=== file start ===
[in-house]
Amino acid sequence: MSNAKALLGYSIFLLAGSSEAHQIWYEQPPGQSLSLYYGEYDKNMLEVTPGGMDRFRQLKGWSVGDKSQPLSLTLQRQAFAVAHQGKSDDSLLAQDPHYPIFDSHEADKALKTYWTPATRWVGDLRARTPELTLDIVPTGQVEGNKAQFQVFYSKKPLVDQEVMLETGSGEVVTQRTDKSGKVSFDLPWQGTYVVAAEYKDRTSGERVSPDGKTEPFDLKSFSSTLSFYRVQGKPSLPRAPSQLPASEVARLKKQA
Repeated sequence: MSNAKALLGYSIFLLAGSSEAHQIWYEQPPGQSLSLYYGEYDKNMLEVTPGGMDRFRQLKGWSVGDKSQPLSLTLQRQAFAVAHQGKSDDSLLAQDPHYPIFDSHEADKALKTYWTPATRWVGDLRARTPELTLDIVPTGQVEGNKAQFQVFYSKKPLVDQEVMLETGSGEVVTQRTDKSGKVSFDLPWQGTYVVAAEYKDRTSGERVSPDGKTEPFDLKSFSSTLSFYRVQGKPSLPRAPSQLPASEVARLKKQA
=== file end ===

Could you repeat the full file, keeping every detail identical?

[in-house]
Amino acid sequence: MSNAKALLGYSIFLLAGSSEAHQIWYEQPPGQSLSLYYGEYDKNMLEVTPGGMDRFRQLKGWSVGDKSQPLSLTLQRQAFAVAHQGKSDDSLLAQDPHYPIFDSHEADKALKTYWTPATRWVGDLRARTPELTLDIVPTGQVEGNKAQFQVFYSKKPLVDQEVMLETGSGEVVTQRTDKSGKVSFDLPWQGTYVVAAEYKDRTSGERVSPDGKTEPFDLKSFSSTLSFYRVQGKPSLPRAPSQLPASEVARLKKQA
Repeated sequence: MSNAKALLGYSIFLLAGSSEAHQIWYEQPPGQSLSLYYGEYDKNMLEVTPGGMDRFRQLKGWSVGDKSQPLSLTLQRQAFAVAHQGKSDDSLLAQDPHYPIFDSHEADKALKTYWTPATRWVGDLRARTPELTLDIVPTGQVEGNKAQFQVFYSKKPLVDQEVMLETGSGEVVTQRTDKSGKVSFDLPWQGTYVVAAEYKDRTSGERVSPDGKTEPFDLKSFSSTLSFYRVQGKPSLPRAPSQLPASEVARLKKQA